The timing of a leadership election is decided by the Labour Party rule book, with exact timings decided by Labour’s National Executive Committee (NEC). The NEC is made up of nominated and elected representatives of the Labour Party’s various groups and affiliates.
When in opposition, election of a leader usually takes place at the annual party conference. While there is no official mechanism to call an emergency conference before an annual conference, the NEC has the power to do so.
If the leader becomes permanently unavailable when in opposition, the deputy leader automatically becomes party leader on a temporary basis until the NEC decides whether to hold an immediate ballot, or wait until the next party conference. The NEC also decides what powers are available for an acting leader to use.
If both the party leader and deputy leader become permanently unavailable, or the post of deputy leader is vacant, the NEC will conduct a postal ballot of Labour Party membership to select a new leader. In the interim period, the NEC may appoint a temporary leader in consultation with the shadow cabinet.
When in government, an election can only take place if a majority of the party conference request it through a card vote (also known as a block vote). This gives 50% of the voting power to affiliated organisations and 50% to constituency Labour parties.
The only exception to these rules is if the leader becomes ‘permanently unavailable’. The NEC – which is made up of nominated and elected representatives from the Labour Party’s various groupings and affiliate – plays a key role in deciding what happens if a leader becomes permanently unavailable.
Under Ed Miliband, who was leader of the Labour Party from 2010-15, the system was changed to the one-person-one-vote system used today. This caused controversy during the 2015 leadership election, when 105,000 people paid £3 to become a registered supporter.
This prompted changes to the registered supporter scheme in 2016. Those who wished to become registered supporters now had to pay £25 and only had a two-day window in which to register.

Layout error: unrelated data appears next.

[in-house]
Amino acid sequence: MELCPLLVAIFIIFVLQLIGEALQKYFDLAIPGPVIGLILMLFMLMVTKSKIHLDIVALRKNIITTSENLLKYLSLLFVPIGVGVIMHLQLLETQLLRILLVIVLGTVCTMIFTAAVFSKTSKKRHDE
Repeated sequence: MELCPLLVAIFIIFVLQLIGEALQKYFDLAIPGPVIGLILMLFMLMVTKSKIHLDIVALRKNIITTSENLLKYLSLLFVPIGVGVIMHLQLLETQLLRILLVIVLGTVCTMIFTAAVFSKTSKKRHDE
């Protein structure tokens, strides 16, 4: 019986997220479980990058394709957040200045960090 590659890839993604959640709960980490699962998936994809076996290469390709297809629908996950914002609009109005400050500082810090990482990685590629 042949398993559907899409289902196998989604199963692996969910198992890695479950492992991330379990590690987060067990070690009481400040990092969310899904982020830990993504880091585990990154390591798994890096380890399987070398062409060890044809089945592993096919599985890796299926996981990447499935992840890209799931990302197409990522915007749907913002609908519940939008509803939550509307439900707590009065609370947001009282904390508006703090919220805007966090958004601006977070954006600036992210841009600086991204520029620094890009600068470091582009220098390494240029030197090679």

Another change was an early cut-off for members to be eligible to vote, with party members and trade union members required to have joined their relevant organisations before 12 January 2016 in order to be eligble to vote in September.
These changes remained in place during the most recent leadership contest: people could pay £25 to become registered supporters in a 48-hour window at the beginning of the contest.
However, following a vote at the 2021 Labour Party conference, the party’s rulebook was changed to abolish the registered supporter category. In future leadership contests, only party members and affiliates will be permitted to vote.
On 6 November 2019, Tom Watson resigned as deputy leader of the Labour Party. The election of a new deputy leader took place on the same timetable as the 2020 leadership election.
In normal circumstances, the election process for deputy leader works in the same way as the party leader, with the same process of nominations and voting.
However, if the party is in government and the deputy leader becomes permanently unavailable, the Cabinet may consult with the NEC to either appoint a deputy leader or to leave the position vacant until the following party conference. This process for appointing a new deputy leader is also followed if the party leader becomes permanently unavailable and the deputy leader is appointed acting leader, leaving the position vacant.
- Elgot, J, Labour leadership rule changes pass after last-minute Unison backing, The Guardian, 26 September 2021, www.theguardian.com/politics/2021/sep/26/labour-leadership-rule-changes-pass--last-minute-unison-deal-starmer